- Make sure your house has flood insurance, it can help protect against difficult expenses that you’d be responsible for otherwise.
- Keep a record of valuable items within your home because it will help when filing an insurance claim.
- Keep important files and documents in a protected and safe place either in or out of the home.
- Have an emergency kit
- Create an evacuation plan
If a flood is in the process and it’s slow-moving then you may have time, before evacuating, to reduce any damage that may occur by placing sandbags around your home. Also if you are able, be sure to turn off gas, water, and electricity. Lastly, you can help alleviate damage to your valuables by getting them to the higher levels of your house.
Don’t only focus on preparations within your home but also on the outside to help prevent damage. Here are different ways to be ready when bad weather hits:
- Check your roof and identify any problem areas such as missing shingles, leaks, and loose siding. Make sure your house has a good chance to withstand a heavy
windstorm and pieces won’t easily be ripped off.
- Choose mulch rather than rock or gravel when landscaping your yard so when a storm occurs it won’t do any damage.
- Keep trees and shrubbery maintained in your yard by either trimming or cutting trees down. Be sure to look out for any dead or weak limbs that could potentially fall or break in a storm.
- Clean and check gutters. Make sure gutters are tightened down so they won’t be torn off in a storm and cause damage. Protect your basement from flooding by re-positioning downspouts away from your house.
- Protect the inside of your home by making sure top-heavy furniture pieces are securely fastened to the wall.
Take action and prevent extra damage to your home by simply maintaining the condition of its exterior.
Rain boots and a rain jacket are good to have if you are a child splashing in puddles. However, it’ll take more than even an umbrella to withstand all that nature brings during the spring season. A child may look to their parent for protection when a thunderstorm strikes but it’ll take a smart parent to know their child is truly protected when precautions had been made prior to the storm. Spring is a beautiful time of year and can truly be captivating and breathtaking as colors come to life, but when storms lurk on the horizon, being prepared will help you rest easy and truly enjoy the sense of rejuvenation that spring can bring.
Don’t be caught off guard or surprised by an unpredictable storm, in fact, take the surprise factor out by simply being prepared for what may come. But, if the spring showers do lead to water damage, call SERVPRO of Oldham/Shelby County today to speak to a Mitigation Specialist.
How to Clean a Flooded Basement
How to Clean Up a Flooded Basement
Step 1: Be Sure Your Basement Is Safe to Enter
The first thing you need to do when your basement floods is assess how dangerous the situation is. When there is standing water in your basement, there is a risk of electric shock if the water has rose enough to come in contact with an electrical outlet or wiring. If the water in your basement is more than a puddle and it continues to flow in, the first thing you need to do is think about your own safety. If you believe electrical appliances or outlets are already underwater and you cannot walk through the basement without coming in contact with water, do not enter the basement. The most important thing to know is that as bad as the problem seems, it can get worse for you if you’re not careful.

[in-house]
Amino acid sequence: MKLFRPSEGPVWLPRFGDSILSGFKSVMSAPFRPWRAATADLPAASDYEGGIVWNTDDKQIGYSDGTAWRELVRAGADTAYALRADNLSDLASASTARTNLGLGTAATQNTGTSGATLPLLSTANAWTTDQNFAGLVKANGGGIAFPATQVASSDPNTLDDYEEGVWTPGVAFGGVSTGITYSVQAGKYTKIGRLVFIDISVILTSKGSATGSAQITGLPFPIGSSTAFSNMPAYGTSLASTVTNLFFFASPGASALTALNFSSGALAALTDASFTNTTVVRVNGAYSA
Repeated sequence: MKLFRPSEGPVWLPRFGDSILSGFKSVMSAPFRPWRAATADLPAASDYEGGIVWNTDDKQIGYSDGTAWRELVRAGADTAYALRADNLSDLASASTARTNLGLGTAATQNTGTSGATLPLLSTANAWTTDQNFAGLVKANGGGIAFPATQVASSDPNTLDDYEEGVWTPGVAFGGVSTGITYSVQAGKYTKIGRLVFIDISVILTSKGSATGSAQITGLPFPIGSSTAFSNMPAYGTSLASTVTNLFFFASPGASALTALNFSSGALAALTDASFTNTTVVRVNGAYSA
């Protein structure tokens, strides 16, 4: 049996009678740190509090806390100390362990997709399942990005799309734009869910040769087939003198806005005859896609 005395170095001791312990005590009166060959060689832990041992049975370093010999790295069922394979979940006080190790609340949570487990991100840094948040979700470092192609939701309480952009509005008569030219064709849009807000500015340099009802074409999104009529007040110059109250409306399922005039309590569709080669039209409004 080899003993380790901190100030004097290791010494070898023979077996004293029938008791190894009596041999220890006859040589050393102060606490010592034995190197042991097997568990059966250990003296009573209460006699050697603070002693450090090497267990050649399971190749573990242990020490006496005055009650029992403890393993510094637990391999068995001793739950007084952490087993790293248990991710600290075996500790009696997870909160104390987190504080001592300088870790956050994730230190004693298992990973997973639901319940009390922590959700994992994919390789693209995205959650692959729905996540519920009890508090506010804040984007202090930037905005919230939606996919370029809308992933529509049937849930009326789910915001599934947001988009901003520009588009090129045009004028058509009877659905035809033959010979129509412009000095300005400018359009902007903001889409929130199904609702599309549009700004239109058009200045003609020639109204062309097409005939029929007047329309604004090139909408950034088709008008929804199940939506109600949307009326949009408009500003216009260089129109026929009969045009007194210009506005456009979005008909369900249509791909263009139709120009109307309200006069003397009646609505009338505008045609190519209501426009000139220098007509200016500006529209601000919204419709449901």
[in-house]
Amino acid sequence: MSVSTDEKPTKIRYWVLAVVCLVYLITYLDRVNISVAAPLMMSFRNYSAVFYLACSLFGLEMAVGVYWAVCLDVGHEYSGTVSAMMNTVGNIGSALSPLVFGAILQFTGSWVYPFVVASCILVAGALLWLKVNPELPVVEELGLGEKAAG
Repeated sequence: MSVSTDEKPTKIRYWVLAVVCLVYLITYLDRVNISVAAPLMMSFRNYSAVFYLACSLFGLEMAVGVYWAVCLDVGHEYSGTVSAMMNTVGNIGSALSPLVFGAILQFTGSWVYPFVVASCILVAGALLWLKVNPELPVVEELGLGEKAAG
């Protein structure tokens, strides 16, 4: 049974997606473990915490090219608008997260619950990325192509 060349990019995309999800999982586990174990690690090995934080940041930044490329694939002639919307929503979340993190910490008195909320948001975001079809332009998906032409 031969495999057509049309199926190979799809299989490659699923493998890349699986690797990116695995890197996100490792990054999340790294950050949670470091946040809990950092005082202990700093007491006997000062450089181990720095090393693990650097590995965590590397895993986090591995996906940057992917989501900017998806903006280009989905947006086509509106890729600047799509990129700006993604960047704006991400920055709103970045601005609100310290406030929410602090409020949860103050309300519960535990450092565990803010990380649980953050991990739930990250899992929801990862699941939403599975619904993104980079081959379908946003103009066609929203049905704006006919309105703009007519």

To see if your flooded basement is safe to enter, check:
- Water Depth: If the water is more than 2 inches deep throughout your entire basement, do not step into the water; you could be electrocuted. Call in a professional plumber or water restoration company to pump the water out as soon as possible. Whenever flooding occurs, regardless of the water level, if you can access your main electrical service panel without entering the basement, turn off power to the basement. If your panel is not accessible, contact an electrician to shut off the power.
- Submerged Appliances: If the water level in your flooded basement is approaching any gas-fired appliances, like your furnace or water heater, call the gas company and have them shut off the gas. Your pilot light could be out, and gas could be entering your basement. If you smell gas, exit the building.
If your flooded basement does not pose an electrical or gas-related hazard, you can move on to the following steps.
Step 2: Find the Source of Your Basement Flood
Your next step is to determine why your basement is flooding and is to see if you can stop it quickly. Even if you cannot stop the flooding, if you’re able to figure out where the water is coming from, you can inform your plumber or contractor as soon as they arrive and save time.
How to Find the Source of a Water Leak in Your Basement
How do you find the source of your basement flood? Scan your basement and try to pinpoint how the water is getting in. If water is coming into your basement through:
- Walls, Floor, Foundation or Windows: This is likely the result of heavy rains and/or a too-high water table. You may have to wait for the weather to change before the water stops rising. If water depth allows for safety, shut off power to the basement in case the water continues to rise, and then start moving your belongings to higher ground.
- Floor Drain: This usually indicates that there’s an issue with your sump pump or home drainage system, or that there’s a backup in the city sewer lines. Your next step should be to find a plumber and get them on-site. If the plumber determines that the issue was caused by the municipal sewer system, call your city’s water and sewage department and notify them.
- Plumbing or Appliances: Are your pipes or the hoses connected to your washer or water heater spewing water? You’ve found your culprit. Immediately shut off water to the broken fixture. If you think broken plumbing is the source of the problem, but can’t determine which fixture is broken, shut off water to the entire house.
Once you’ve determined the source of the flooding, and have possibly stopped the leak, you can move on to saving items from the flooded basement.
Water Damage in your basement? Contact the professionals here at SERVPRO of Oldham/Shelby County. 502.241.6861